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The Dark Side Of Edtech

The Dark Side Of Edtech

Parents in more mature markets are growing increasingly concerned about screen addiction among children

Research shows that while some screen-time is beneficial, excessive usage leads to mental fatigue

Are Indian parents also feeling the same pressure to limit screen usage as edtech takes over school education?

“It’s not about how much time they are spending on devices, but what the kids are doing with the screens. Often you see kids by themselves watching some videos or cartoons. That’s definitely unhealthy and creates an addiction.”

For edtech entrepreneur Arpit Jain, the prerogative lies with parents. After all, what do kids know? They see a happy character bouncing around on the screen and it triggers a dopamine response, and then their brain just wants more of that. It’s a feeling that might send shivers down the spine of many parents, but in reality, this is how addiction works.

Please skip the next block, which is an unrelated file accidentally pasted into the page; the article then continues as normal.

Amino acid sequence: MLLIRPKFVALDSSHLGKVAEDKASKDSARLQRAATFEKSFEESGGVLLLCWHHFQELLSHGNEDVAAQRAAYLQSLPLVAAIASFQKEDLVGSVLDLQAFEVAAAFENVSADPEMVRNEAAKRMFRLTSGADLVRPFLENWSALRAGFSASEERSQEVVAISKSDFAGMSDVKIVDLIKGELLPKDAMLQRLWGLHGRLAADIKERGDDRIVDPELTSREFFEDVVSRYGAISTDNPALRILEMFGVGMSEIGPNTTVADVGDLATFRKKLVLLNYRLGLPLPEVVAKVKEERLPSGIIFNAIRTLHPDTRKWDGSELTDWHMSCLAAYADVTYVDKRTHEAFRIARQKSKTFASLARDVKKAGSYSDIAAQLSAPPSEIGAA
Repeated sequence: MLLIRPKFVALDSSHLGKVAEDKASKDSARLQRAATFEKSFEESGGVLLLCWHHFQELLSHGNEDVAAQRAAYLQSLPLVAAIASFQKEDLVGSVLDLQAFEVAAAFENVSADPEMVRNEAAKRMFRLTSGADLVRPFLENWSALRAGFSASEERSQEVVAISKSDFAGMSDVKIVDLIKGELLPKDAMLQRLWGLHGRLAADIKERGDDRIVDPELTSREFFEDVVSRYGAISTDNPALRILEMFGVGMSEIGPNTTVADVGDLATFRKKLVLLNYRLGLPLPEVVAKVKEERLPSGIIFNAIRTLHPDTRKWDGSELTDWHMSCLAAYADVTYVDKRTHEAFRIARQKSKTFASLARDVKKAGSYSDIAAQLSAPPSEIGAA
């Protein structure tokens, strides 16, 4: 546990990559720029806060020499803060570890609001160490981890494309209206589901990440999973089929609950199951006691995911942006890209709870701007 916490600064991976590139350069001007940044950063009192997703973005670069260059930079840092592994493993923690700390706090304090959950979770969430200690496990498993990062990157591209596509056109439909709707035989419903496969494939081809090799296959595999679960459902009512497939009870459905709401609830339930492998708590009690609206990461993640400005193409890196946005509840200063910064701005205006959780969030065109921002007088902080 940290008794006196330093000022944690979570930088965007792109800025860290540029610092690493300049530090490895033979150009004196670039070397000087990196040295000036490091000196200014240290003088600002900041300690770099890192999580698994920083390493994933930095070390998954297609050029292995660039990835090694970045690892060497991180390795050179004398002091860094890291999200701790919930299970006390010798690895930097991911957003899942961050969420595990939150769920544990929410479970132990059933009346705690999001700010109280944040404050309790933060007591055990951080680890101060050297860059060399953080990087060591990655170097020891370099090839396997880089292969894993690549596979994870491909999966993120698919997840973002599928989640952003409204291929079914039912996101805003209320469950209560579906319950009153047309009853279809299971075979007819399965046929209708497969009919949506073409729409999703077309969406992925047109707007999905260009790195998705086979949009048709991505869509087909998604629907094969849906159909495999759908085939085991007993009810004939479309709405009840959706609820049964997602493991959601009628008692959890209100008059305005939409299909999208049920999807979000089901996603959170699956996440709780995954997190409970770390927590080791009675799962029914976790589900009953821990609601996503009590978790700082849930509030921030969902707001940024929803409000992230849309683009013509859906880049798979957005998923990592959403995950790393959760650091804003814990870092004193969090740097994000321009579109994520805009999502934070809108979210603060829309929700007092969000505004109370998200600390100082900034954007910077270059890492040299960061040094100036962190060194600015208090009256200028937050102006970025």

What makes screen addiction especially dastardly is that those suffering from it find little meaning in interactions outside the screen. Which is what Silicon Valley wants to put a stop to. Let’s think about that for a moment — Silicon Valley giants, leaders of arguably the world’s foremost innovation hub and the largest exporter of tech ideas, want to cut down the screen time for kids and young adults.

But edtech startup SplashLearn founder Jain points out, there’s an easier way out — one which Indian parents have been doing for years. The startup has a Math and English learning platform for the K-5 segment, with presence in many elementary schools in the US as well as in India.